No More Silence

Vuvuzela and some of its many meaningsCreative Commons Image by Jimmy Baikovicius on Flickr.

“Many sternly ordered him to be quiet, but he cried out even more loudly.” Thank God. Literally. Bartimaeus won’t be told to shut up. Good for him. I like this guy.

Because, how often do we feel like we are required to keep silent? How often are we asked to keep our voices down, lest there is some offense that would cause a disruption in our very controlled and contrived world? Lest there be an utterance that might tear apart that which we’ve constructed to keep out what, or who, we don’t want to see, or hear, or acknowledge? Or, how often do we silence others, convinced that their cries for mercy are not worthy of God’s attention?

I get this. Why? Because this is what we do. We keep silent. We urge others to do the same. Speaking out? That’s risk. Stating your opinion? That is cause for rejection. Saying what you think is true about the Gospel? Get ready for rejection. But, as Jesus says, the truth will set you free (John 8:32). The reformers knew this truth. Truth quieted results in captivity. Truth silenced will end up in imprisonment. Truth shushed leads to bondage. At some point, at some time, someone needs to speak truth.

At the end of the day, there is only so much you can take. There is only so many times that someone can say, “be quiet” before you say “no. I cannot be quiet. I will not be silent. And don’t you dare try to silence me, to shut me up.” What is your breaking point? When will you find yourself standing with Bartimaeus, for the sake of Bartimaeus? When do you choose to come alongside another so that silence can be broken, so that truth can be told? When can you confess, “The Lord has done great things. The Lord has done great things for us, and we rejoiced” (Psalm 126:2-3) even when others cannot? When have you needed to utter, because you cannot do otherwise, either for yourself or for your neighbor, “Save, O Lord, your people,” (Jeremiah 31:7) only to be muzzled, hushed?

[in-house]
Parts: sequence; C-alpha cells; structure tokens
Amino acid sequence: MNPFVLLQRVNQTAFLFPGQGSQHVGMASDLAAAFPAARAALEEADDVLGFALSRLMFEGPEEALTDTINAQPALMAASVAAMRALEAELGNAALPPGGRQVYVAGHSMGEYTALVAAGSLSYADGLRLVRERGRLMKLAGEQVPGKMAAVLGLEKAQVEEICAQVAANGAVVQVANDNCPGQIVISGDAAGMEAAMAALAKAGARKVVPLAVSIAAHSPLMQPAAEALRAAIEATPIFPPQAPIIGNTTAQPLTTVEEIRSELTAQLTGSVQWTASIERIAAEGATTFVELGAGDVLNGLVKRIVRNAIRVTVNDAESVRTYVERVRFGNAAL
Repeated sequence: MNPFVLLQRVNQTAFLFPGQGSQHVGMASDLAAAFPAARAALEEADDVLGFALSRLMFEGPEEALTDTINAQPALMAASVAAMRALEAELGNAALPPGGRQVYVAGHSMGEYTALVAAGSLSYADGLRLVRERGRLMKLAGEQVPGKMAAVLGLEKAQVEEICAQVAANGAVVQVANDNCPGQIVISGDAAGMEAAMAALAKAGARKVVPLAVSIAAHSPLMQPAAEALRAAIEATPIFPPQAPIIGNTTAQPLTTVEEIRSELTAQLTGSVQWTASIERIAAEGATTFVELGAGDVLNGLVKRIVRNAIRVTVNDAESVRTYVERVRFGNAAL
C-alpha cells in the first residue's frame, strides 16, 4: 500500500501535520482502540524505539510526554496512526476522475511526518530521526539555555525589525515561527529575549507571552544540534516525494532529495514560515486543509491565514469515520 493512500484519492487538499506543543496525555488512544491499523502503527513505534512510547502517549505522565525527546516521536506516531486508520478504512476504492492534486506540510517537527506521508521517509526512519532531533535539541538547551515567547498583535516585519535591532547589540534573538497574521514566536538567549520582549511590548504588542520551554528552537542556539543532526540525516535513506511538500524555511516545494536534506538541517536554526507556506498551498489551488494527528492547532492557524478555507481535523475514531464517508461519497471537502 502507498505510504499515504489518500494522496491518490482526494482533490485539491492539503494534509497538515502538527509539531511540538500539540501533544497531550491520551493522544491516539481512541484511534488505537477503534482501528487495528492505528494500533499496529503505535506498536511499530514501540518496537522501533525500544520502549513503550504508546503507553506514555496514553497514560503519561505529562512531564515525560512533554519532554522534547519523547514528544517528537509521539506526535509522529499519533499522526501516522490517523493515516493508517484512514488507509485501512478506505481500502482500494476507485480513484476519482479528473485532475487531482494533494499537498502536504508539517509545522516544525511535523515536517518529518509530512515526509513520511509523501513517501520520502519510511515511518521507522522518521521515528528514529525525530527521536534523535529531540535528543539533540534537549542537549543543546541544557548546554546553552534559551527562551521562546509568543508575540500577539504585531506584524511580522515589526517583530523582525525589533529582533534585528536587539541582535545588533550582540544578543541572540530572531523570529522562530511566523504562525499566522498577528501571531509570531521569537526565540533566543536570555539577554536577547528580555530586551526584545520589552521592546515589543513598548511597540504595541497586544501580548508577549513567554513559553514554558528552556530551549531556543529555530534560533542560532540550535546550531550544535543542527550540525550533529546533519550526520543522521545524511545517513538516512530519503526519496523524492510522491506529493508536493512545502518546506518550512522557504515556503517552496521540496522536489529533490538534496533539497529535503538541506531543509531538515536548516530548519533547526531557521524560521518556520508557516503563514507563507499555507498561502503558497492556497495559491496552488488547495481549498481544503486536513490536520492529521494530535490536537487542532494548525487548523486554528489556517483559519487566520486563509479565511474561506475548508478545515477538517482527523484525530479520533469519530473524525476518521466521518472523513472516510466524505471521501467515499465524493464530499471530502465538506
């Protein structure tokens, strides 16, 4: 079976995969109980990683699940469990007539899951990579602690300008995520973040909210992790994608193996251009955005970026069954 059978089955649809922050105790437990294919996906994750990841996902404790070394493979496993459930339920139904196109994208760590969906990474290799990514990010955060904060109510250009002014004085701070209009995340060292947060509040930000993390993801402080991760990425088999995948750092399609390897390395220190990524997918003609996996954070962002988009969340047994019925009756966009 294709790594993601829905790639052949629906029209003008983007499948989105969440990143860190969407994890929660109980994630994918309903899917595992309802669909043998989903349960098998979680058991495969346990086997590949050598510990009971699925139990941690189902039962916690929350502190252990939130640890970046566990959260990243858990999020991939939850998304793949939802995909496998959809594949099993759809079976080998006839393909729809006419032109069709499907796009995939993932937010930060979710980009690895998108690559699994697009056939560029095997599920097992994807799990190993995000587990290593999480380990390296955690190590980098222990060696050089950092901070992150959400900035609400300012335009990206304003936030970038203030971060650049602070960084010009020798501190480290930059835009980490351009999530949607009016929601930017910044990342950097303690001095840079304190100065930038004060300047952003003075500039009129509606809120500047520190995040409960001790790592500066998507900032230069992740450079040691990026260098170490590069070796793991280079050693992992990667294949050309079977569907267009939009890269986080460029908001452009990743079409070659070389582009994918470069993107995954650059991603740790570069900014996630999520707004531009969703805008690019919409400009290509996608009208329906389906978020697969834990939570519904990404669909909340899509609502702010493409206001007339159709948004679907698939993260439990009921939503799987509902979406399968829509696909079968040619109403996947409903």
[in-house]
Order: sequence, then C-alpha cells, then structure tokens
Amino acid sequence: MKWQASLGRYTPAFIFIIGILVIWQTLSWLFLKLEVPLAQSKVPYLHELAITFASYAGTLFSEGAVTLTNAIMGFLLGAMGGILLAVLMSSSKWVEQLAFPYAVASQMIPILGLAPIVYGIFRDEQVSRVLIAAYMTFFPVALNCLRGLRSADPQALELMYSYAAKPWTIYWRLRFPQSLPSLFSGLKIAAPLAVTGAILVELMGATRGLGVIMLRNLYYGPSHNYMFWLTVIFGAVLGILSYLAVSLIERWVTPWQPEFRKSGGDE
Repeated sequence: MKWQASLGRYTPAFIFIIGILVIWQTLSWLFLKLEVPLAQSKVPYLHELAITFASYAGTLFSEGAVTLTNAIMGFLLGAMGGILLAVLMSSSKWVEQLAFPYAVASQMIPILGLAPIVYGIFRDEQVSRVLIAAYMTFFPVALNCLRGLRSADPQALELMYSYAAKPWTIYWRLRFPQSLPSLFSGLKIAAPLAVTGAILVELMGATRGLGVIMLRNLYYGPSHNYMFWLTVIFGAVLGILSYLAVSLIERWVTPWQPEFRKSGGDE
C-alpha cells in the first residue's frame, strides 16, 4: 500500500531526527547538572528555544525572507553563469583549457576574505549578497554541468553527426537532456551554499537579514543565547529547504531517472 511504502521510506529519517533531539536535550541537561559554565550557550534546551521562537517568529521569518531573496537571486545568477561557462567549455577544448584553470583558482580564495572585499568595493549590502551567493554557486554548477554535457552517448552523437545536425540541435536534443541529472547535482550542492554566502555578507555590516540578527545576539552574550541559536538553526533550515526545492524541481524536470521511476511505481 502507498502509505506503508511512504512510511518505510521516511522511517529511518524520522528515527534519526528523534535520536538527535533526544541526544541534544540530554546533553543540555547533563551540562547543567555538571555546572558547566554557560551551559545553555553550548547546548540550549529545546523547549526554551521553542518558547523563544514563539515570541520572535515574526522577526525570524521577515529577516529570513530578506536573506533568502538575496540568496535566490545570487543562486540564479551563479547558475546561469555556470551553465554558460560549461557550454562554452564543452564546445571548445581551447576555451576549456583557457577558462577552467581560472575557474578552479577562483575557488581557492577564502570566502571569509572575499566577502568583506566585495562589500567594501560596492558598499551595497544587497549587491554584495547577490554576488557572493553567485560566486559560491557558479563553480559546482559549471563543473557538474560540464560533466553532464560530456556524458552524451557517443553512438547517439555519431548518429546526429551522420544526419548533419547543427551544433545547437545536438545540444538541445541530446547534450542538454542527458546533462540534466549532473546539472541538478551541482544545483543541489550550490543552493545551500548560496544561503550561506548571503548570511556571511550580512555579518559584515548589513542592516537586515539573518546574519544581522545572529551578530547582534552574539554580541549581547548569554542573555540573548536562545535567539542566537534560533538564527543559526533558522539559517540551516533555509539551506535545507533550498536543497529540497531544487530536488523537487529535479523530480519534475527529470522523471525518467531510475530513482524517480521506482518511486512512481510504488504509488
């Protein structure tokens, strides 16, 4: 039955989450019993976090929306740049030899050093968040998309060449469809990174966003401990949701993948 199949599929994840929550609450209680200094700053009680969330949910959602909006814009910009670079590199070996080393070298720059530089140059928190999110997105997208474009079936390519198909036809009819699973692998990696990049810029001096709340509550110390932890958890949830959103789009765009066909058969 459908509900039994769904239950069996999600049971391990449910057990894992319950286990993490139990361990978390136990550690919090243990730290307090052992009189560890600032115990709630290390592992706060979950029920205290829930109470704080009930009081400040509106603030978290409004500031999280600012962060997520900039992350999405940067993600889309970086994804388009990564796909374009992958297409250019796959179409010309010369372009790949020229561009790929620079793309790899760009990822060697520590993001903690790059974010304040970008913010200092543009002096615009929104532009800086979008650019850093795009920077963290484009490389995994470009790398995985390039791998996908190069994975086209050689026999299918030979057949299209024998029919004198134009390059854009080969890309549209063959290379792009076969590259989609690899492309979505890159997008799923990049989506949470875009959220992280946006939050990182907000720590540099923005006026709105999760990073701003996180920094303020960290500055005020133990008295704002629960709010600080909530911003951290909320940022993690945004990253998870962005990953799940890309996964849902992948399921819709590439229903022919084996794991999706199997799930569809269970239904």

I don’t know about you, but I am growing weary of biting my tongue. I am getting tired of self-censoring. I am impatient with the compulsion and coercion to perpetuate the system or systems that seem to demand my loyalty. I am less than pleased when I find myself making excuses, falling back on doctrine, or feeling that I have become beholden to a prescribed dogmatic default button so as to maintain the status quo, convince all others of my credentials, or make certain acceptable creedal statements when I believe in my heart that God is so much bigger than my utterings.

Yes, I know. There is only so much you can say. There are things you cannot say. Things you wish you could say. This is the truth of the call of a preacher. Of a pastor. It’s a hard place to live, to be, to work, isn’t it? It seems that you are always walking that very fine line — the line between truth-telling and putting your hand over your mouth. That line between what you want to say and what you have to say. That line between knowing when the truth can be told and when the truth can’t be heard.

Yet we are called to proclaim the truth, when the truth will be rejected. We are called to preach the truth when no one wants to hear it. We are called to call out when those who need to cry cannot. I don’t know the truth you need to speak in your context. I don’t know the persons who need you to come alongside them and say, “It’s okay. Say it. Jesus, have mercy on me.” I don’t know those who need you to urge, “I want to hear your voice.” But I do know that Jesus would want us to say, “Take heart; get up, he is calling you.” Over and over and over again.

If there ever a time for bold witness, for bold proclamation, for bold statements of faith, this is it, or at least this is it for the Gospel of Mark and for Jesus. Why? Because the entry into Jerusalem is just around the corner. Because the time for safe speech and secure statements is over. Because our people need to hear what it sounds like when you say something on which your life depends. They don’t have to agree, but at least they then have a sense of the language, the tone, the urgency behind avowals that matter verses assertions that only serve the self or the world. They will have a sense of the passion, the immediacy, the resolve that lies behind what you say and what you do.

If our proclamation is just bland claims, where’s the truth of the Gospel? If our preaching is just standard, on-the-fence, mediocre, don’t-take-a-side, generic theology, then what is really at stake at the end of the day? If our witness is simply platitudes meant only to persuade, then why would Bartimaeus think he could ever, ever say, “Jesus, have mercy on me?”

The truth sets us all free to be free indeed.